2) Islam teaches tolerance and justice and asks its followers to establish peace and windup tyranny and injustice from the surface of the earth. It also lays a great emphasis to help those who are oppressed.

Once Hazrat Moses (AS) entered his city Egypt, preferably at the time of siesta and found an Israeli and Egyptian fighting one another. The Israelite appealed Moses (AS) for help against the Egyptian. So, Moses (AS) struck the Egyptian a blow with his fist to release the Israelite, but the Egyptian could not bear the blow and died. This event is before Moses (AS) received his prophethood. The killing was unintentionally. Since, the intention of Moses (AS) was only to release his fellow-brother. But unfortunately the strike caused the death of Egyptian.

This kind of killing is not the killing of whole humanity. But the killing that occurs out of intention and undue reason is considered the killing of entire human race. The Glorious QurĄŻaan says, Ą°That whoever kills a human being, except (as punishment) for murder or for spreading corruption in the land, it shall be like killing all humanity; and whosoever saves a life, saves the entire human race.Ą± (Suratul-Mayidah 5: 32)

After all, Moses (AS) was amongst the righteous devotees of Allah Almighty and righteous people consider minor sin as major. Therefore, Moses (AS) called his deed as an act of Satan and turned towards Allah Almighty with sincere repentance. He asked for AllahĄŻs forgiveness and obtained it. Allah says, Ą°He prayed: Ą°O my Lord! I have indeed wronged my soul! Forgive me!Ą± So Allah forgave him: for He is the Oft-forgiving, Most MercifulĄ±. (Suratul-Qasas 28: 16) Therefore, the killing of Egyptian does not contradict the principle of Islam that the prophets and messengers are innocents.

3) A human is governed by his desires that naturally urge him to take the way of comfort or the path against the teachings of Islam. And following oneĄŻs desire is very dangerous for the faith of a believer. Sometime, desires cease one to be a Muslim. The Glorious QurĄŻaan says, Ą°Do not follow your lust lest it should lead you astray from the way of Allah. Surely for those who go astray from the way of Allah, is severe punishment, for having forgotten the day of reckoning.Ą± (Suratu-Saad 38: 26) Therefore, A true Muslim never dreams to commit sin thinking he will repent later. This is because, nobody knows where and when his death will occur and he will find no time to repent though every sin committed knowingly or unknowingly is forgiven by repentance made before facing death. The Glorious QurĄŻaan says, Ą°Allah accepts the repentance of those who do evil in ignorance and repent soon afterwards; to them will Allah turn in mercy: for Allah is full of knowledge and wisdom. But (He does not accept) the repentance of those who continue indulging in evil until death draws near to one of them, and he says, Ą°Now have I repented indeed;Ą± not of those who die rejecting faith: for them we have prepared a chastisement, most grievous.Ą± (Suratun-Nisa 4: 17-18)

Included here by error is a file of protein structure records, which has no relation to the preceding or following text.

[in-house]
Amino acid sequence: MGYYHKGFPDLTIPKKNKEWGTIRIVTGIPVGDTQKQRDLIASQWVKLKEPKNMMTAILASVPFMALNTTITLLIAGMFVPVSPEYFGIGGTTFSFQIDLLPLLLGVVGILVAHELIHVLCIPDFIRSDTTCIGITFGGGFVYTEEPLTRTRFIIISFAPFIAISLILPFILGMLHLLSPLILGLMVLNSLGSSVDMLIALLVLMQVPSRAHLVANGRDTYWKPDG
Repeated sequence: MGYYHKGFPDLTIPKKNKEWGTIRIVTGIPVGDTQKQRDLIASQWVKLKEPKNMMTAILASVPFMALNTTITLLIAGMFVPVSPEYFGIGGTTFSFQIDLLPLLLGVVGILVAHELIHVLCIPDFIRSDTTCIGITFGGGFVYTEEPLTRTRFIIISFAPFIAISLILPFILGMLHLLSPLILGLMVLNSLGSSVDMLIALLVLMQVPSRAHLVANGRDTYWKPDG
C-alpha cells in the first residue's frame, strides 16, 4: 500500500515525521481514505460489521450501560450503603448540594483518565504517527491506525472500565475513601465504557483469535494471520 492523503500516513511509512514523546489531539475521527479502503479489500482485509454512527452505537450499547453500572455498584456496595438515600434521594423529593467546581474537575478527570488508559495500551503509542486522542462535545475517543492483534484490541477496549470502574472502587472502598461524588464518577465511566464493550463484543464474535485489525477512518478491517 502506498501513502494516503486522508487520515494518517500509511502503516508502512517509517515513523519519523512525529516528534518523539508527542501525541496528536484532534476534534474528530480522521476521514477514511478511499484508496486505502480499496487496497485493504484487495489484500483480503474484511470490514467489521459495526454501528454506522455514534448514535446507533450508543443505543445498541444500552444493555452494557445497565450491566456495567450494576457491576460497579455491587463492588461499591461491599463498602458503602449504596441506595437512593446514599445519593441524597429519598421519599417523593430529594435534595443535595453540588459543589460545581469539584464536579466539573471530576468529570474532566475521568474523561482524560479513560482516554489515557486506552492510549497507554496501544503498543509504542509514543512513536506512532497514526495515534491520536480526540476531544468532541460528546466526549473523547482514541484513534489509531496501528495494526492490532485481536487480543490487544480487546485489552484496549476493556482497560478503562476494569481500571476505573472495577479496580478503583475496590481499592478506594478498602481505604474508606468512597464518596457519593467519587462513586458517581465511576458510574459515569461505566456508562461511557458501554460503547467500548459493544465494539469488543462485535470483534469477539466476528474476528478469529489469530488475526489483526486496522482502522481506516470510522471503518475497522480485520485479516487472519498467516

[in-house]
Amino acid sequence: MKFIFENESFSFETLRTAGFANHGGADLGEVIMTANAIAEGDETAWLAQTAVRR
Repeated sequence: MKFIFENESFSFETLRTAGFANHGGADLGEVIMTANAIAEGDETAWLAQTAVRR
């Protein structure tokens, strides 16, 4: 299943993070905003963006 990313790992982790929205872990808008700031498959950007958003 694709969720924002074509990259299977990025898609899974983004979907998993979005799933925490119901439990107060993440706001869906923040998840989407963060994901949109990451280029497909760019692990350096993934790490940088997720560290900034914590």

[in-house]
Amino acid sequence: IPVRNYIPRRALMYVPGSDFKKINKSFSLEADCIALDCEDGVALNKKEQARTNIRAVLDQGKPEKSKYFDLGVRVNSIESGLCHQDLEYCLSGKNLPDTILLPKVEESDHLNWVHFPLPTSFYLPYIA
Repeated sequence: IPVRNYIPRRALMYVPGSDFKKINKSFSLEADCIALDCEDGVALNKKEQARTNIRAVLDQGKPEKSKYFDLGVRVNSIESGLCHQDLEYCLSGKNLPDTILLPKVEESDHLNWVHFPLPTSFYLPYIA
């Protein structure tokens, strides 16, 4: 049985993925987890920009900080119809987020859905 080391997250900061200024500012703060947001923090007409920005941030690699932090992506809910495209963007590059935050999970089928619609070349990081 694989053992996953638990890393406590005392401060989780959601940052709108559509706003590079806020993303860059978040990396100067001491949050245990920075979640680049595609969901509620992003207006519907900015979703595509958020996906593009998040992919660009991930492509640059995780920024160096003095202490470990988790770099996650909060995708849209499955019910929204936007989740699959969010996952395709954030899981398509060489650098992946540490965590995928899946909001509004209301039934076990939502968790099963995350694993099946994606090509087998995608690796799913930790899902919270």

It is to be born in mind that there are two conditions for repentance to be accepted; Tawbah (to regret at committing sin) and emending oneself promising never to commit the same sin in future. Moreover, one should perform as much as one can the rights violated by committing the previous sin whether the rights belong to Allah Almighty such Salaah, Sawm etc or to human beings. The Glorious QurĄŻaan says, Ą°And those who having done an act of indecency or wronged their own souls, remember Allah and ask for forgiveness for their sins, and who can forgive sins except Allah? And are never obstinate in persisting knowingly in the wrong the have doneĄ±. (Suratu-Al-Imraan 3: 135)

And Allah knows the best,

Certified by